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Enjoy Sukkot; you earned it. You probably think you know what I mean. After the heavy lifting of Rosh Hashanah and Yom Kippur, the shofar, fasting, prayers, confessions, etc., we deserve a little relaxation and joy. But I am not talking about that. I am talking about something much deeper, …

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Home » Purim

Rabba’s Astonishing Purim

Submitted by on November 12, 2004 – 4:42 pmNo Comment | 2,754 views

The Party

The Talmud relates a Purim story that at first glance seems astonishing. The great sage Rabba invited his contemporary Reb Zeira for the Purim Feast. During the course of dinner, intoxicated by wine, Rabba rose and slaughtered Reb Zeira. In the morning, Rabba prayed for a miracle and Reb Zeira was resurrected. The following year, Rabba invited Reb Zeira once again. Reb Zeira declined stating, “not every day does a miracle occur”.

The appalling nature of this story gives rise to several questions. A) How could Rabba allow himself to drink with abandon and not anticipate the possible consequences? B) How could Rabba ever invite anyone for the Purim feast knowing his propensity for losing control? C) Reb Zeira seems more concerned with resurrection then with the actual death. Would he be willing to risk death again if he were certain of subsequent resurrection?

Allow me to present a glossary of four key words that will offer a deeper interpretation to what actually occurred that night.


According to our tradition, performing Shechita (ritual slaughter) upon a kosher animal for sacrificial or kosher purposes is to uplift the animal to a higher level. Thus, the Hebrew term “Shechita” is translated in the Talmud as “uplifting”.


Our sages tell us “Nichnas Yayin Yatza Sod” – as wine enters secrets emerge i.e. wine is an agent that tends to reveal that which was previously concealed.

Rooted in the Hebrew word Rav, the Aramaic word Rabba is translated as large or great

An Aramaic word that means small or Minor

That Night

In light of the above we now gained insight into what may have transpired that night. Rabba, who had a large capacity for spiritual elevation, invited Reb Zeira, whose capacity was, by comparison, minor. As Rabba drank wine his inner soul potential, hitherto concealed, revealed itself thus leading them both on a journey of spiritual elevation.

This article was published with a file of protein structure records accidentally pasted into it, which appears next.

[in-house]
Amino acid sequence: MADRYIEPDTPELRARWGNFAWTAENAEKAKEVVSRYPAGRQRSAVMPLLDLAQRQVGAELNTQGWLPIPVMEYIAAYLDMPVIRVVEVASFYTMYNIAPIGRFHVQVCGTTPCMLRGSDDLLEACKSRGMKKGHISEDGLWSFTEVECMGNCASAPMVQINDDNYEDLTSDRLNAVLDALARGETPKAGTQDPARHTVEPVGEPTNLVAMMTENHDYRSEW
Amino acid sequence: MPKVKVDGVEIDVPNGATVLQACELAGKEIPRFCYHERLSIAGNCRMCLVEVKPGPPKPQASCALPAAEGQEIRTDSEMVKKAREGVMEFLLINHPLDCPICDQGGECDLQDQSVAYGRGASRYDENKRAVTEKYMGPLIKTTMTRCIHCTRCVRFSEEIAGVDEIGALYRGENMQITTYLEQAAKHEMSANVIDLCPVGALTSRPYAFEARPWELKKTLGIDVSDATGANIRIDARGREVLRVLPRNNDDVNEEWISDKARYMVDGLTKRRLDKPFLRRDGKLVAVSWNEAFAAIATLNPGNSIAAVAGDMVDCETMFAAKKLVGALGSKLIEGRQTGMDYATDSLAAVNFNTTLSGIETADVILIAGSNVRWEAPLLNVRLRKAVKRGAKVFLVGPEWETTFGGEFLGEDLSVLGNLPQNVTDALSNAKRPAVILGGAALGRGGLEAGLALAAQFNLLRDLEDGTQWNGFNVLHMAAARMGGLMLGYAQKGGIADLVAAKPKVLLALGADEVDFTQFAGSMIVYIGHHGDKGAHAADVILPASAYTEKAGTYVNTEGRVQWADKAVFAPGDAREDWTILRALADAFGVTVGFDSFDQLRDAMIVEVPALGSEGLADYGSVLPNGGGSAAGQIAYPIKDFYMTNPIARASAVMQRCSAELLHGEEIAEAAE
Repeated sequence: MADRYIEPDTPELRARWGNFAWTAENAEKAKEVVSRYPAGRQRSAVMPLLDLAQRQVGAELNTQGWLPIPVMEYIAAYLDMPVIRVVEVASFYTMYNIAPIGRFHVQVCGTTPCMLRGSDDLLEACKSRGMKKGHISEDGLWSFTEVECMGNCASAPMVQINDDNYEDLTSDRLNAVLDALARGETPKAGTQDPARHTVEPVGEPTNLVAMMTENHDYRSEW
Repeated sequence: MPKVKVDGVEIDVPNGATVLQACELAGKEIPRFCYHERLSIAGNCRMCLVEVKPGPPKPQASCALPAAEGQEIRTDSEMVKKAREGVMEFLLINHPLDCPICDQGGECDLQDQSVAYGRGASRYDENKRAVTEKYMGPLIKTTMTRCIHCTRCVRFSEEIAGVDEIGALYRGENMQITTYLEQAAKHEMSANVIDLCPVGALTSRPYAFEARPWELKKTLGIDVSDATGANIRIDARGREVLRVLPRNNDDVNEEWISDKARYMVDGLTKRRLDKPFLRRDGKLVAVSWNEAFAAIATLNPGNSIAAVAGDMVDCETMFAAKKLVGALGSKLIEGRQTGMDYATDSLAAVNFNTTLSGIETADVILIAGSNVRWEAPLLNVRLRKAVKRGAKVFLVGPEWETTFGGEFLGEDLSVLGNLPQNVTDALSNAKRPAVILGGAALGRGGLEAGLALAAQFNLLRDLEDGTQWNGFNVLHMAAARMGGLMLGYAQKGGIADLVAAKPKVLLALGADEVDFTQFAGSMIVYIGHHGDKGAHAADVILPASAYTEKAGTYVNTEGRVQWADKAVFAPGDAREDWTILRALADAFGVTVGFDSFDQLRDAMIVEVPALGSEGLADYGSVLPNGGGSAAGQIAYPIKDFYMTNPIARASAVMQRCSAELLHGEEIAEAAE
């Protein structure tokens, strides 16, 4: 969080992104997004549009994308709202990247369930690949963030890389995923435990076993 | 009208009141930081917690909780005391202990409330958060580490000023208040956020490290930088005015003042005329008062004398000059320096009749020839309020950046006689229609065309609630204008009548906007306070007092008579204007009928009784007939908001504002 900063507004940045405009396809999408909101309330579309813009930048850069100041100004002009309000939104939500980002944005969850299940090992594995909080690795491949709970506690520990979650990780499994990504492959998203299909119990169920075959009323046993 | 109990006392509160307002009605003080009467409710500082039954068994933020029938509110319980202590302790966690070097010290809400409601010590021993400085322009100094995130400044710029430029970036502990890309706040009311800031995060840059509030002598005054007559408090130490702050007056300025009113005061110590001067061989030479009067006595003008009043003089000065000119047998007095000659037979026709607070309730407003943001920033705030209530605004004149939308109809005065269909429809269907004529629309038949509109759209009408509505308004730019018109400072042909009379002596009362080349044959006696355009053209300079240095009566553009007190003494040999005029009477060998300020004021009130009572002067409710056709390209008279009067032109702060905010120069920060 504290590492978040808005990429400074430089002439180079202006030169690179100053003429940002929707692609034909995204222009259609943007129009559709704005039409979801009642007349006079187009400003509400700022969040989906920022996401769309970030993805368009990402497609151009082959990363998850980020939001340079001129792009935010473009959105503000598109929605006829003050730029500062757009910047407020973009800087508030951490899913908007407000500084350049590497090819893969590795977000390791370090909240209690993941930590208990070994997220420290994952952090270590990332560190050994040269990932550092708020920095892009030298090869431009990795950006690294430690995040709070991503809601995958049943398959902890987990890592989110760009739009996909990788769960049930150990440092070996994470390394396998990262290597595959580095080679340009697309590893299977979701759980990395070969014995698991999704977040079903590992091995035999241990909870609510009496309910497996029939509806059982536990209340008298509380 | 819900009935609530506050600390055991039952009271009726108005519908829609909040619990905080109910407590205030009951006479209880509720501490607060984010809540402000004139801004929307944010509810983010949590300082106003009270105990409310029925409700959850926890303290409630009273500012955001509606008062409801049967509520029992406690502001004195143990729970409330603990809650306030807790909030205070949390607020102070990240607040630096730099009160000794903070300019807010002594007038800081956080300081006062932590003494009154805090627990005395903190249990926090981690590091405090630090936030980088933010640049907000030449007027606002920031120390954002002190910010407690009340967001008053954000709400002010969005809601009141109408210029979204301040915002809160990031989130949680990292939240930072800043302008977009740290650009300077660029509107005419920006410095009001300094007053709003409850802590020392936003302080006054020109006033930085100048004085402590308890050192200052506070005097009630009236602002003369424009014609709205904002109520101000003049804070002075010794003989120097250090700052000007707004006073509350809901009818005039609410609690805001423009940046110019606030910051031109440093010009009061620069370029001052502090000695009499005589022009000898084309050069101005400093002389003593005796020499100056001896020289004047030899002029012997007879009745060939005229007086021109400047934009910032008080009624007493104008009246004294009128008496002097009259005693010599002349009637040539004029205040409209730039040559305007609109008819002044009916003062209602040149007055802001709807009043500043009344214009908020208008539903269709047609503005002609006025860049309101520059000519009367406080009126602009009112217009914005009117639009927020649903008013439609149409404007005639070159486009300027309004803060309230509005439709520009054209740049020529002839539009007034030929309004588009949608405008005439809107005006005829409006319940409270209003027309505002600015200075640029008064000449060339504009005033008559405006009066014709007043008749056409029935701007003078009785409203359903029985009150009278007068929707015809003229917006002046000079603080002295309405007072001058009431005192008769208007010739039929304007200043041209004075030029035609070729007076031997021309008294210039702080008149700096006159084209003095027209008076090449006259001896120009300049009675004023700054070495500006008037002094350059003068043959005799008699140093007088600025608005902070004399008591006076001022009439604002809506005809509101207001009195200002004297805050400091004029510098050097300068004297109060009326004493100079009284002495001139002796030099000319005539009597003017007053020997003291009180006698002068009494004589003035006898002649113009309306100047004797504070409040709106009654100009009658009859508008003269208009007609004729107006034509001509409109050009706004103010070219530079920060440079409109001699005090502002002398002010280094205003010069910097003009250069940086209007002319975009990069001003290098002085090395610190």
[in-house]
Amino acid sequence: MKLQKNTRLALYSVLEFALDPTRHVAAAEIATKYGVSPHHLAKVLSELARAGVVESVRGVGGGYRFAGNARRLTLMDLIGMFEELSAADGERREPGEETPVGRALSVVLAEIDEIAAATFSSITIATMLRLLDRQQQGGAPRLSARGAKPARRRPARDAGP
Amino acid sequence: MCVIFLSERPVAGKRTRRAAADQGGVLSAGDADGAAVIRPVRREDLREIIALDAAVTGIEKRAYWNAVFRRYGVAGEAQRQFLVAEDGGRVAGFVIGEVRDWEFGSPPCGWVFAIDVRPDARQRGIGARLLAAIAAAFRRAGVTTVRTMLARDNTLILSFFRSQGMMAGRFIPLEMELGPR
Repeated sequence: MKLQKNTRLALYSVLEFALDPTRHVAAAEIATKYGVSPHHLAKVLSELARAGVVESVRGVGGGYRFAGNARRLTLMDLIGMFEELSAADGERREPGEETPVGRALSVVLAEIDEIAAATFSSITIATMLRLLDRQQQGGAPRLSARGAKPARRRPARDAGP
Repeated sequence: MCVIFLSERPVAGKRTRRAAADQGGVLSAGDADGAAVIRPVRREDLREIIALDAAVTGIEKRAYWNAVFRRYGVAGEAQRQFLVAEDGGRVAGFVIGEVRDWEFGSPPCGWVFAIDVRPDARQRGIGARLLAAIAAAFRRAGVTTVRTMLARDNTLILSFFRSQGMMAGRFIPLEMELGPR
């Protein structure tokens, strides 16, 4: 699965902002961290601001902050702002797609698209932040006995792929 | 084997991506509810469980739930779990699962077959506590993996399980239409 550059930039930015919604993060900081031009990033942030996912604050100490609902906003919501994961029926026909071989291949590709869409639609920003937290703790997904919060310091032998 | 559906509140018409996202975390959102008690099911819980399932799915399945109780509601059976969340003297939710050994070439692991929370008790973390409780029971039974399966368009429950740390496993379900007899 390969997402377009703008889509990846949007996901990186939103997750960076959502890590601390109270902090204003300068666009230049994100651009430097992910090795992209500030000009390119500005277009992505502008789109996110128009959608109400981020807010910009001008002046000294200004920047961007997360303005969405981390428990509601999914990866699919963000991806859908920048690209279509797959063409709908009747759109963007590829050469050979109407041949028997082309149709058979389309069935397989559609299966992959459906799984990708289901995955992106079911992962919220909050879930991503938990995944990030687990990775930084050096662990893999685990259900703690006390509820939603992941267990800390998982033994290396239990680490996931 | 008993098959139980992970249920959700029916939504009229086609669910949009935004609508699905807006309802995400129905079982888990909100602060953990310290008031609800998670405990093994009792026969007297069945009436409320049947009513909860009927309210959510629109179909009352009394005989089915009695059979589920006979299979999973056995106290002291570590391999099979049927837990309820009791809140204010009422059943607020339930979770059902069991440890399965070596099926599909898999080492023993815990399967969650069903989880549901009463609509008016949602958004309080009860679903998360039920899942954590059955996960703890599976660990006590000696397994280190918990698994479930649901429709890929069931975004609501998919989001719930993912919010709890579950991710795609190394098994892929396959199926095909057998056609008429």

Initiated by Rabba, the gradually building tide brought about a moment of ethereal ecstasy thusly “lifting”, or inspiring, Reb Zeira’s soul to a point of transcendence beyond its natural capacity. Woefully unprepared yet utterly stimulated, Reb Zeira’s soul expired in a rush of thorough exhilaration.

When morning arrived i.e. when Rabba came down from his spiritual high and saw what happened to his friend, he prayed for resurrection.

It now follows that Reb Zeira had no qualms about the experience itself and on some level may have even craved it, yet the fear that he may not merit the miracle of revival a second time forced him to decline the offer the following year.

Mount Sinai

I remind you of our ancestor’s experience at Mt. Sinai. After every one of the Ten Commandments their souls expired from the intense pressures of revelation and were subsequently revived by G-d. Yet after coming back to life they willingly subjected themselves to the next commandment knowing full well that they would die again. They paid no heed to their physical passing for they were confident that the miracle of resurrection would return. Reb Zeira on the other hand was not so sure.

This story demonstrates that joy on Purim is, if nothing else, a journey of the soul. Let us come away from this holiday renewed in spirit, rejuvenated in soul and inspired by an inner calm and peace. Let the joy of Purim permeate the rest of our calendar year. May our holiday joy and inner contentment shine as a beacon of light across the oceans; as a message of strength and support to our brethren in Israel, as a prayer for inspiration to overcome and to preserver.

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